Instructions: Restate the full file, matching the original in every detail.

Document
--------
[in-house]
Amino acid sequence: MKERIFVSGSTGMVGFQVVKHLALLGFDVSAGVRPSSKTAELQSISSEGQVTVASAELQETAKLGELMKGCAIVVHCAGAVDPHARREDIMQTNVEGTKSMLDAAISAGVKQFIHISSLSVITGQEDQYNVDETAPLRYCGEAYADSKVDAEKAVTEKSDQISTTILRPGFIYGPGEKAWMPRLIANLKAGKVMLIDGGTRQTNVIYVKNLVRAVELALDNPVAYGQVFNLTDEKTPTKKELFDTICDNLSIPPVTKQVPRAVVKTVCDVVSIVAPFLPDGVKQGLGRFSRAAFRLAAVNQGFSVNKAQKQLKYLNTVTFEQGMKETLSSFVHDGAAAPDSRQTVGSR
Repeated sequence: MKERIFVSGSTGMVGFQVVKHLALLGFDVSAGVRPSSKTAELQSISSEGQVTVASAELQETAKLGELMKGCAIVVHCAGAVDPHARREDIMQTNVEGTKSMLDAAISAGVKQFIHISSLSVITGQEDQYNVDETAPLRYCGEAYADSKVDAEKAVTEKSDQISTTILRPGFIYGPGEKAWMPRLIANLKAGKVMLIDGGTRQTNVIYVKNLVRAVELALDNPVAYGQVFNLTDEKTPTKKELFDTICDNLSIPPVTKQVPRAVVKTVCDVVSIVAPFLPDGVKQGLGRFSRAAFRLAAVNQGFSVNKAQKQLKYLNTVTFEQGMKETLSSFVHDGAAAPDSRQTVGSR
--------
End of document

[in-house]
Amino acid sequence: MKERIFVSGSTGMVGFQVVKHLALLGFDVSAGVRPSSKTAELQSISSEGQVTVASAELQETAKLGELMKGCAIVVHCAGAVDPHARREDIMQTNVEGTKSMLDAAISAGVKQFIHISSLSVITGQEDQYNVDETAPLRYCGEAYADSKVDAEKAVTEKSDQISTTILRPGFIYGPGEKAWMPRLIANLKAGKVMLIDGGTRQTNVIYVKNLVRAVELALDNPVAYGQVFNLTDEKTPTKKELFDTICDNLSIPPVTKQVPRAVVKTVCDVVSIVAPFLPDGVKQGLGRFSRAAFRLAAVNQGFSVNKAQKQLKYLNTVTFEQGMKETLSSFVHDGAAAPDSRQTVGSR
Repeated sequence: MKERIFVSGSTGMVGFQVVKHLALLGFDVSAGVRPSSKTAELQSISSEGQVTVASAELQETAKLGELMKGCAIVVHCAGAVDPHARREDIMQTNVEGTKSMLDAAISAGVKQFIHISSLSVITGQEDQYNVDETAPLRYCGEAYADSKVDAEKAVTEKSDQISTTILRPGFIYGPGEKAWMPRLIANLKAGKVMLIDGGTRQTNVIYVKNLVRAVELALDNPVAYGQVFNLTDEKTPTKKELFDTICDNLSIPPVTKQVPRAVVKTVCDVVSIVAPFLPDGVKQGLGRFSRAAFRLAAVNQGFSVNKAQKQLKYLNTVTFEQGMKETLSSFVHDGAAAPDSRQTVGSR